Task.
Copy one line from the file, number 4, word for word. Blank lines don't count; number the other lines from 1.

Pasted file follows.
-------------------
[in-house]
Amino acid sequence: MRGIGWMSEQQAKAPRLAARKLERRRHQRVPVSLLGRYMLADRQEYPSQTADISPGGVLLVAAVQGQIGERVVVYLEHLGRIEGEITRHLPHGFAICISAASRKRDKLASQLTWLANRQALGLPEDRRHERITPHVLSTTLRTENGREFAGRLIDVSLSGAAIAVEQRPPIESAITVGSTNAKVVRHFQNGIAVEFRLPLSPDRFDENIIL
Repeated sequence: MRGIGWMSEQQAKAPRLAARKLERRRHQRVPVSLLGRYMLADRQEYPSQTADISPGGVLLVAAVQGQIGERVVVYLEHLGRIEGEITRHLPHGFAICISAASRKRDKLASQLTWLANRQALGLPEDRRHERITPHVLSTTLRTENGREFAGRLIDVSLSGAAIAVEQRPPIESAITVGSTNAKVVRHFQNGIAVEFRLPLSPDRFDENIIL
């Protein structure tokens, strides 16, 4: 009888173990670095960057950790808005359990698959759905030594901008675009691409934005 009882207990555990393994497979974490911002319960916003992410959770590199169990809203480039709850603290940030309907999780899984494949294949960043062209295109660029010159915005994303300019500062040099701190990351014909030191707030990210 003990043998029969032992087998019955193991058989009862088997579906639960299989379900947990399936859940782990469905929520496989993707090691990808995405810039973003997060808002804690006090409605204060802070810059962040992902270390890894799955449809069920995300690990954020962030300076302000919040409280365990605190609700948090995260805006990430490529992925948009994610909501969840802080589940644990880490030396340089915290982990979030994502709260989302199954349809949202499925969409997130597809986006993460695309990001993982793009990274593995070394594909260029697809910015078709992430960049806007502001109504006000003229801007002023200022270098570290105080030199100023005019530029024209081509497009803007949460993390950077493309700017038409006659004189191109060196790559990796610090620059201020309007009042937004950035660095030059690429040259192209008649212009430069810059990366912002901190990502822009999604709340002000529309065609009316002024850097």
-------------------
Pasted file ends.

């Protein structure tokens, strides 16, 4: 009888173990670095960057950790808005359990698959759905030594901008675009691409934005 009882207990555990393994497979974490911002319960916003992410959770590199169990809203480039709850603290940030309907999780899984494949294949960043062209295109660029010159915005994303300019500062040099701190990351014909030191707030990210 003990043998029969032992087998019955193991058989009862088997579906639960299989379900947990399936859940782990469905929520496989993707090691990808995405810039973003997060808002804690006090409605204060802070810059962040992902270390890894799955449809069920995300690990954020962030300076302000919040409280365990605190609700948090995260805006990430490529992925948009994610909501969840802080589940644990880490030396340089915290982990979030994502709260989302199954349809949202499925969409997130597809986006993460695309990001993982793009990274593995070394594909260029697809910015078709992430960049806007502001109504006000003229801007002023200022270098570290105080030199100023005019530029024209081509497009803007949460993390950077493309700017038409006659004189191109060196790559990796610090620059201020309007009042937004950035660095030059690429040259192209008649212009430069810059990366912002901190990502822009999604709340002000529309065609009316002024850097």